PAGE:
A lot of it comes down to what detached executives think the next big thing will be. So if the label is thinking they need something to compete with [insert current sensation here], then last-year's hit-makers who don't fit that criteria fall off the radar -- especially if those artists' advocates have vanished from decision-making meetings. The artist might still be under contract, but their next album budget is cut in half, the scheduling keeps getting pushed off in favor of higher priority acts, and no one gets behind the finished product. Then the artist gets dropped for failing to chart.
Pat Farrell
Rancher

Joined: Aug 11, 2007
Posts: 4655
    
    5

Originally posted by marc weber:
The decision makers can come and go faster than the artists..... When he arrived a week later, the person he was supposed to meet with was gone.

They too only live as long as their last hit. Clearly the A&R dude had gone too long without a hit. Its only about money.
marc weber
Sheriff

Joined: Aug 31, 2004
Posts: 11343

Originally posted by Pat Farrell:
... They too only live as long as their last hit...

Exactly. The artists are commodities with values tied to an unpredictable market, and A&R people are essentially day traders dealing in those commodities.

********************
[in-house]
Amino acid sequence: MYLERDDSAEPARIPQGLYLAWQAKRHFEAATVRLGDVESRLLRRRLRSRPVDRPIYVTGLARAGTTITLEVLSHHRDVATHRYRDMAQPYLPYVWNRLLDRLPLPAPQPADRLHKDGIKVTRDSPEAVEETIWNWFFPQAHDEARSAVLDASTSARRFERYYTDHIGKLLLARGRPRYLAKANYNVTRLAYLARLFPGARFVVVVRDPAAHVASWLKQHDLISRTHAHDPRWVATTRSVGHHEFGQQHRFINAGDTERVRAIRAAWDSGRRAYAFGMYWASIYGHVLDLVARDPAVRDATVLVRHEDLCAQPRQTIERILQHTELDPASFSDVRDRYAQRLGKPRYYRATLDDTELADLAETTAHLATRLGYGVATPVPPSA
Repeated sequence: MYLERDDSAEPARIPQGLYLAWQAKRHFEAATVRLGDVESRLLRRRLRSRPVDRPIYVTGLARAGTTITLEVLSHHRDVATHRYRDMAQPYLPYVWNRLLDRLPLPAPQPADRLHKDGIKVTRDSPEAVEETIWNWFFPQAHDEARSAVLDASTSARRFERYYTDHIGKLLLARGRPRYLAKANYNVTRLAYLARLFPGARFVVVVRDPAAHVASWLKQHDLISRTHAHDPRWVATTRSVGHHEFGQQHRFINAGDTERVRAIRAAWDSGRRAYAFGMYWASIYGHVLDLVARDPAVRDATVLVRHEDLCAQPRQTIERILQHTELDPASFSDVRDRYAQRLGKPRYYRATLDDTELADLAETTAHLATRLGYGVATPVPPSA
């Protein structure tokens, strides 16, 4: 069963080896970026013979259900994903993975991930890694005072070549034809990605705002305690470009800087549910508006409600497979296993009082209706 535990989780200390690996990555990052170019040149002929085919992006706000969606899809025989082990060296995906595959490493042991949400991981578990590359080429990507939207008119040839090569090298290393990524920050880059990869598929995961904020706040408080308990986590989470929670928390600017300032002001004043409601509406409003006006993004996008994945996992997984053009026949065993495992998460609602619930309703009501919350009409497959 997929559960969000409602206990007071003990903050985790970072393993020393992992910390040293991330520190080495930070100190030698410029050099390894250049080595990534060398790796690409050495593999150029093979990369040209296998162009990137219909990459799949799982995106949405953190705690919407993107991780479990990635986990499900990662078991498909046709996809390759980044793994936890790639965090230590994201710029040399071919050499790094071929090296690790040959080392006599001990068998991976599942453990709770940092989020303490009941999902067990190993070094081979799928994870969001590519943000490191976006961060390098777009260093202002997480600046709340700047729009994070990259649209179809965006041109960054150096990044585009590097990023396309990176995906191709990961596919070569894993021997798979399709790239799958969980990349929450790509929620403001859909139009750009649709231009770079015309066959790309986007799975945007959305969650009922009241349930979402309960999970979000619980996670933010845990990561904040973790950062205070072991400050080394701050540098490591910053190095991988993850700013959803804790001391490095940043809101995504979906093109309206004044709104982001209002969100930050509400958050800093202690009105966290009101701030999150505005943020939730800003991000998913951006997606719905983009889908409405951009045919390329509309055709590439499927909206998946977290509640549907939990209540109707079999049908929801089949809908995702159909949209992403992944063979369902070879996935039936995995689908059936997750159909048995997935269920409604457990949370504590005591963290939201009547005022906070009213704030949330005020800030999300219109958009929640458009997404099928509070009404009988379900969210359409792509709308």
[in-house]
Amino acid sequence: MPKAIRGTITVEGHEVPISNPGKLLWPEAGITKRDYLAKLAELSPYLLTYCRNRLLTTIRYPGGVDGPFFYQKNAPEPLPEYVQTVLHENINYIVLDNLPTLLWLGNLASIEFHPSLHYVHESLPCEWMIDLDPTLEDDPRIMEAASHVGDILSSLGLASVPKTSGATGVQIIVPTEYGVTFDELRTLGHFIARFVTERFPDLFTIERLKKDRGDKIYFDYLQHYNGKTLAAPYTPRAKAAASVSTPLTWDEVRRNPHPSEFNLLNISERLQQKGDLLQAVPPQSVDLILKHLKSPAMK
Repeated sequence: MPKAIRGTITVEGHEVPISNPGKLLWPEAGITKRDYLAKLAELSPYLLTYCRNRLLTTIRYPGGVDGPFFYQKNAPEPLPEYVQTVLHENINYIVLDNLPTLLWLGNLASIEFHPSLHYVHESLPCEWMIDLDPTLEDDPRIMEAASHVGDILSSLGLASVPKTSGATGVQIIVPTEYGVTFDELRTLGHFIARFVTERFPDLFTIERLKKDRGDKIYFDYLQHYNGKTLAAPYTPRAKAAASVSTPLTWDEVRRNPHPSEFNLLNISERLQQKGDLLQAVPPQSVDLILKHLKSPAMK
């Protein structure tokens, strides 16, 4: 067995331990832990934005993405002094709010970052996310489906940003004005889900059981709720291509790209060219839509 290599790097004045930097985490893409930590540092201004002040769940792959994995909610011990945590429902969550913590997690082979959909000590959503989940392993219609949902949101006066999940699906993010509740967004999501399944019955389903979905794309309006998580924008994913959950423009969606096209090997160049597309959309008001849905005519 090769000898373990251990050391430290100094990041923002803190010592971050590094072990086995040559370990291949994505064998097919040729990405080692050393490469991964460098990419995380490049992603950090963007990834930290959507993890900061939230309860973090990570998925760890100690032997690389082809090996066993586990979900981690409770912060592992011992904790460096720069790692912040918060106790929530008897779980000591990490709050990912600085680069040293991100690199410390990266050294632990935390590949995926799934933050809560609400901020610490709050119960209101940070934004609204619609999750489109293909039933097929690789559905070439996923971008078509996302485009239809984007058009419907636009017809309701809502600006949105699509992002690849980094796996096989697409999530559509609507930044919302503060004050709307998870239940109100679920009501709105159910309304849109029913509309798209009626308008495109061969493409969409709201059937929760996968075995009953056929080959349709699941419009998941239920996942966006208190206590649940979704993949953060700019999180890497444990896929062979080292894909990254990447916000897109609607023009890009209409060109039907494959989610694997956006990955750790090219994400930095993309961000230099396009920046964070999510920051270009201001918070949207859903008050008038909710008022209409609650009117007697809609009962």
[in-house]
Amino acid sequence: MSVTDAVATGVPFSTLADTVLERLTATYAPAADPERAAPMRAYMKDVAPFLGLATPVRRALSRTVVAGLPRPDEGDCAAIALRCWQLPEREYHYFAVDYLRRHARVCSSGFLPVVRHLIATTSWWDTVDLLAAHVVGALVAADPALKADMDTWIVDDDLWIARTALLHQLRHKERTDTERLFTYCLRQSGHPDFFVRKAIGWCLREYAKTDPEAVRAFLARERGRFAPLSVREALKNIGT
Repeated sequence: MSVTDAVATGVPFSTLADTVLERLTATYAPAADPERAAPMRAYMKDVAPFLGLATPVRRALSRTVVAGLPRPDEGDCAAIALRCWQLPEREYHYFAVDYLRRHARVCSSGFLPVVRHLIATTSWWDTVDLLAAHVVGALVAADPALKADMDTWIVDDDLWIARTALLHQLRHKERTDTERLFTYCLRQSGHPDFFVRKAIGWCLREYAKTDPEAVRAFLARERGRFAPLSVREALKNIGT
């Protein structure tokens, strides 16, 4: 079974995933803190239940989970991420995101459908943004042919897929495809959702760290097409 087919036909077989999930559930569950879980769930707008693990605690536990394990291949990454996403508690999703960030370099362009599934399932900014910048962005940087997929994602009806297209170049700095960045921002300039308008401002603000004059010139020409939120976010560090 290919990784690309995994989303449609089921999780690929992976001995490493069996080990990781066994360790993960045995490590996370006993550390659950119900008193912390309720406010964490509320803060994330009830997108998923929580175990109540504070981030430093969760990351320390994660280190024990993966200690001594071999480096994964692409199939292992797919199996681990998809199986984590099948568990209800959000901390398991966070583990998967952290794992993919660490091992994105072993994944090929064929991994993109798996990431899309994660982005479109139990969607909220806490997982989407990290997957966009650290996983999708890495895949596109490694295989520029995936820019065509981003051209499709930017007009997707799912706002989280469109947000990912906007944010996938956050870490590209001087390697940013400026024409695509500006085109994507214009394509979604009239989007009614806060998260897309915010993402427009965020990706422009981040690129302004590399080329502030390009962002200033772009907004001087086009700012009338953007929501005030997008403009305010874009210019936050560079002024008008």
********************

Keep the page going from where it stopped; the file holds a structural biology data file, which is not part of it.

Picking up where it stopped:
Peter Rooke
Ranch Hand

Joined: Oct 21, 2004
Posts: 803

Maybe it�s to do with the time constraints (time, quality, cost [pick two!]). I guess a new band has spent as much time as they needed to get their first hit. Problem is that the label to which they have just signed will not wait; they want the bands next release as soon as possible. The next release may not be up to the expected standard�

My favourite one hit wonder band was Tight Fit � you know it �in the Jungle, the quiet Jungle� the Lion Sleeps Tonight���


Regards Pete
Pat Farrell
Rancher

Joined: Aug 11, 2007
Posts: 4655
    
    5

Originally posted by Peter Rooke:Problem is that the label

Actually, the real problem is that the concept of a record label is completely obsolete.

They never were all that useful, but have become ever less useful over the past 20 years.

These days, a band needs to establish a local following, playing in bars and local clubs, and be selling a lot of CDs from the stage before any label will look at them.
 
I agree. Here's the link: http://aspose.com/file-tools
 
subject: One Hit Wonders